Press Clipping
Teatr-Pralnia with CCA Dakh

Teatr-Pralnia with CCA Dakh
Friday, November 02, 2018
8:00 pm
Ticklock Performance Laboratory
110 Gold Ave SW
Albuquerque, NM

Price: $20 adv. / $25 door
Catalyzed by intense upheavals, Egyptian and Ukrainian performing artists are animating their nations’ public spheres. Now, some of the strongest performers and creative innovators from these countries are coming to the U.S., to share their perspectives and broaden ours.

For its fourth edition, Center Stage – a cultural exchange program initiated by the U.S. Department of State’s Bureau of Educational and Cultural Affairs and produced by the New England Foundation for the Arts* (NEFA) – will bring five contemporary music and theater ensembles from Egypt and Ukraine to tour in the United States in September-November 2018. During independent month-long tours Dina Elwedidi(Egypt), Kurbasy (Ukraine), Mohamed Abozekry and Karkadé (Egypt), Teatr-Pralnia with CCA Dakh (Ukraine), and Youssra El Hawary* (Egypt) will present more than 50 performances and hundreds of residency activities, classroom visits, workshops, artist-to-artist exchange, and community gatherings. (Individual tour overviews below.)

The 2018 Center Stage ensembles will visit and engage with people in 16 states and the District of Columbia. The artists will perform in a wide range of locations and venues, from large cities to small towns. Venues will include major performing arts centers such as the Kennedy Center in Washington, DC as well as universities, cultural and community centers, festivals, contemporary art venues, music clubs, and artist-run spaces. The program will bring one independent journalist from both Egypt and Ukraine to travel to the United States to report on the tours. Tour details and experiences will also be featured on the Center Stage website ( and through U.S. Department of State social media.

“Ensembles travel to the U.S. from around the world and enhance the cultural vibrancy of our nation, while promoting economic opportunities in American communities,” said Cathy Edwards, Executive Director of the New England Foundation for the Arts. “Arts delegations cultivate the mutual respect and appreciation that is the essence of cultural diplomacy”.

Center Stage was launched by the Department of State to bring international performing artists from select countries to the United States for professional growth and touring, supporting foreign policy, deepening our relationships with foreign publics, and strengthening the U.S. creative economy. The visiting artists learn from their U.S. tours and share their experiences in their home communities, where they serve as role models and opinion leaders. To date, 24 ensembles from seven nations have toured the United States through Center Stage, reaching tens of thousands of Americans directly and millions of international fans through media and social media.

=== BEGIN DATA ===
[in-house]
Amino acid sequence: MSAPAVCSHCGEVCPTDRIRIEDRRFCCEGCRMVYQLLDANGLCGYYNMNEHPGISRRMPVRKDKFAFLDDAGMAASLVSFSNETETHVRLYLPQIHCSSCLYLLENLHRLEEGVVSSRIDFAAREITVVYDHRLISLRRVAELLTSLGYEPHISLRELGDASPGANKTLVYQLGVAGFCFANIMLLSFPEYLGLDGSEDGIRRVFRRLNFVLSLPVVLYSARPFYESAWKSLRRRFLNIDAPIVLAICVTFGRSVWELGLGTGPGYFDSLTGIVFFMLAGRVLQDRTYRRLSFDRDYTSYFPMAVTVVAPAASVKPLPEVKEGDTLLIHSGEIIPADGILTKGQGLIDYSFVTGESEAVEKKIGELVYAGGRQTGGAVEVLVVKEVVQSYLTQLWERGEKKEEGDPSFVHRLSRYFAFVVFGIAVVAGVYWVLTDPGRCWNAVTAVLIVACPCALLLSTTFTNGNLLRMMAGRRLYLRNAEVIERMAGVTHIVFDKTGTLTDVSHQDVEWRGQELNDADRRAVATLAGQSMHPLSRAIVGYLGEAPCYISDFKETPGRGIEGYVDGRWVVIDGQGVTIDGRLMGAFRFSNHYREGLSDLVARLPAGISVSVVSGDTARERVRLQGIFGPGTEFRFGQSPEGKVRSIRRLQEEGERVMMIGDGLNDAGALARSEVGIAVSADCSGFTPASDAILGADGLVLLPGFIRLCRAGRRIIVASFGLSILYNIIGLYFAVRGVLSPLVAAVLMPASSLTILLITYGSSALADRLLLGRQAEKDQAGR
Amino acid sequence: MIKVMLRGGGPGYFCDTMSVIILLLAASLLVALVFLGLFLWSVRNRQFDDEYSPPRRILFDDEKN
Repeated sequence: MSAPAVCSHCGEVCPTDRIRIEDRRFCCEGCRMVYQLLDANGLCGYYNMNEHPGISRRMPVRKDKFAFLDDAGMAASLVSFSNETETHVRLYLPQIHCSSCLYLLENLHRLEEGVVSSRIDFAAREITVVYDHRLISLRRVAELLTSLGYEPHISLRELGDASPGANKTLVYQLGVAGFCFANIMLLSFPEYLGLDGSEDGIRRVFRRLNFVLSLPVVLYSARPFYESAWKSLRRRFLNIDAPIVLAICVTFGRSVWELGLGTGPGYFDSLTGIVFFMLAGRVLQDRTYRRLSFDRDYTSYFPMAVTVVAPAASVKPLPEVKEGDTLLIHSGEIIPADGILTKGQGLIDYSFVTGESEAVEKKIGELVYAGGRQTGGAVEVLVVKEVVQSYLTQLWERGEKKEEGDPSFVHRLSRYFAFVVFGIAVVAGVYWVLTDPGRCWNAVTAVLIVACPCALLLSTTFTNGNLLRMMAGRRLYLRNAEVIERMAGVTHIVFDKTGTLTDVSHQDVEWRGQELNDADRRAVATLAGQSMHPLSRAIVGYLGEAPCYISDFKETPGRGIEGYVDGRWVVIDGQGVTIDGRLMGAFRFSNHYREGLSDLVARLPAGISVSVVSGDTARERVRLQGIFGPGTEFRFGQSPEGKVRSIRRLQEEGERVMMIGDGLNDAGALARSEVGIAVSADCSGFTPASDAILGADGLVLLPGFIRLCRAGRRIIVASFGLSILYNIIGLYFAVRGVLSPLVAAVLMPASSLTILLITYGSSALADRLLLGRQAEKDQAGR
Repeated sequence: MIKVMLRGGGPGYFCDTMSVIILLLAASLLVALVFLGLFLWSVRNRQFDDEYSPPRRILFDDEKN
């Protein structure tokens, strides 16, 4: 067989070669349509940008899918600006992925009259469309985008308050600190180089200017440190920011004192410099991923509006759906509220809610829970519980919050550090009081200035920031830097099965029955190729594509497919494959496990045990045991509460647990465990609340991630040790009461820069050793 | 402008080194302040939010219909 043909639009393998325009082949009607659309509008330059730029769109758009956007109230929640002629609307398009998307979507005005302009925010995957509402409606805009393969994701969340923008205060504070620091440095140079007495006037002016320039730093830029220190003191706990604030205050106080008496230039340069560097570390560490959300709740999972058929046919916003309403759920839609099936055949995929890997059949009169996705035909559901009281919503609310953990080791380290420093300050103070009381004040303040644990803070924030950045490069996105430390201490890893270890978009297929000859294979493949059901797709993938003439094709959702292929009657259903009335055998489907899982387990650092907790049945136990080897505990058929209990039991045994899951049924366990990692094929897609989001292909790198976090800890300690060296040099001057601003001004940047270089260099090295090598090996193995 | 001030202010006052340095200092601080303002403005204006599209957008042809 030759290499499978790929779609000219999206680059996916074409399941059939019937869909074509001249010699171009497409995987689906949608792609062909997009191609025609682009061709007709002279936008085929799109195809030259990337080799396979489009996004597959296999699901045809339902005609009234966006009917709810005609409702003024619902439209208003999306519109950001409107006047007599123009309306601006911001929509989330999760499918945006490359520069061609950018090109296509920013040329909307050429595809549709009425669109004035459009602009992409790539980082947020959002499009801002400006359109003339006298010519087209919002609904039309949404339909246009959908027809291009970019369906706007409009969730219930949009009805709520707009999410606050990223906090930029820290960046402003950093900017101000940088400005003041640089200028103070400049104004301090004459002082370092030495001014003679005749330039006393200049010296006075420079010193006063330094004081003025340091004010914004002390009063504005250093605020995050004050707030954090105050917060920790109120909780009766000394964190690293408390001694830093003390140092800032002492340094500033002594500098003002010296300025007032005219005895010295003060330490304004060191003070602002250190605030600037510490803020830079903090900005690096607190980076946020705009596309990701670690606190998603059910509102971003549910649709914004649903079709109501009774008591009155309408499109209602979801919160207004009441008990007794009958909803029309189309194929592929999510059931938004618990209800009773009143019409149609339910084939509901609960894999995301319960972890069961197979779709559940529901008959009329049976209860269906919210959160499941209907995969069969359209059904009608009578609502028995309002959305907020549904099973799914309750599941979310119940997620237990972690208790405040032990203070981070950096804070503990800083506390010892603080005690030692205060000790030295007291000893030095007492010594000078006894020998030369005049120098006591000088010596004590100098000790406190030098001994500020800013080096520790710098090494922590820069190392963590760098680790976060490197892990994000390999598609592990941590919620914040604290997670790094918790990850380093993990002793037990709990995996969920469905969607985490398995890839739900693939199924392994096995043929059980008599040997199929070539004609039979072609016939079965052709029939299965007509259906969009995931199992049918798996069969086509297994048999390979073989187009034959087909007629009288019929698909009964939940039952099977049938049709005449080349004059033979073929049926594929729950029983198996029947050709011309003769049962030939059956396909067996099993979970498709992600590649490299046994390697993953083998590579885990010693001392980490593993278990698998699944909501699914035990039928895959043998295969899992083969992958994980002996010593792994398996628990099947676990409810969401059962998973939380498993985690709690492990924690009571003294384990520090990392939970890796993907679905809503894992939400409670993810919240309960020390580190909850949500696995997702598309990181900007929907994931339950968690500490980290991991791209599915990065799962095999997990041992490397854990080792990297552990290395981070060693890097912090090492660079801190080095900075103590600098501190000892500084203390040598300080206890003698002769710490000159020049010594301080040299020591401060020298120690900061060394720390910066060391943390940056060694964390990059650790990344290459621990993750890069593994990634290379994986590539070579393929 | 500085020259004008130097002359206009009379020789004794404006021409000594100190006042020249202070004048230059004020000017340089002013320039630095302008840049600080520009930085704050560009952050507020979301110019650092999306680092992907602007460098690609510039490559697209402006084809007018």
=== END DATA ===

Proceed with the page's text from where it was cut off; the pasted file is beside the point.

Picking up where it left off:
Audiences and the presenters who serve them are looking to directly connect with creative people from other parts of the world. Center Stage, by mitigating financial risk and managing the complexities of international exchange, has ensured high-caliber international artists and audiences meet.

“Center Stage encourages presenters to take chances. We should be able to welcome artists from all over our country and the world; however, international travel expenses, and the logistics of visas, taxes, and communication make it difficult for artists from abroad to reach smaller, more remote markets,” says presenter Brian Jose, who programmed Center Stage artists at the College of St. Benedict and St. John’s University in Minnesota and will host Teatr-Pralnia with CCA Dakh at the University of Florida, Gainesville this year. “The artists don’t just play a single concert. They get off the stage and out into the community. I still hear about how the band Khumariyaan from Pakistan went fishing with their new American fans in Minnesota. These experiences make the world smaller.”

Center Stage is among the most successful programs to bring contemporary international artists into direct contact with people across a wide range of American communities. Through performances, workshops, discussions, classroom visits, artist-to-artist exchanges, and community gatherings, Center Stage ensembles engage with audiences onstage, offstage and online, sharing their work with audiences in the United States, and friends and fans at home.

The program also impacts the lives and professions of the visiting artists. "Center Stage is a program aimed at cultural exchange, but for our band, it also tapped into something much deeper,” says Center Stage Season 2 artist Sparlay Rawail, of Pakistan’s Khumariyaan. “We learned what being working musicians is all about and how to communicate. We now have a deeper sense of our own culture through the eyes and ears of others -- from the outside in. But above all, this tour opened our minds as human beings and made our art that much more sincere."

“Increased cultural awareness is especially important in today's world,” notes John Chicherio of the Huntington (NY) Arts Council, which hosted Center Stage ensembles in 2012 and 2016. “Center Stage enhances our reputation as an adventurous program and serves all of us nationally with diverse, high-quality artistic experiences.”

“Keep this program going! It's making a huge difference in our rural community,” exclaims Kathryn Maguet, Executive Director of the Weis Center for the Performing Arts at Bucknell University in Lewisburg, PA, which has partnered with Center Stage since the first season and will host Mohamed Abozekry & Karkadé and Youssra El Hawary later this year.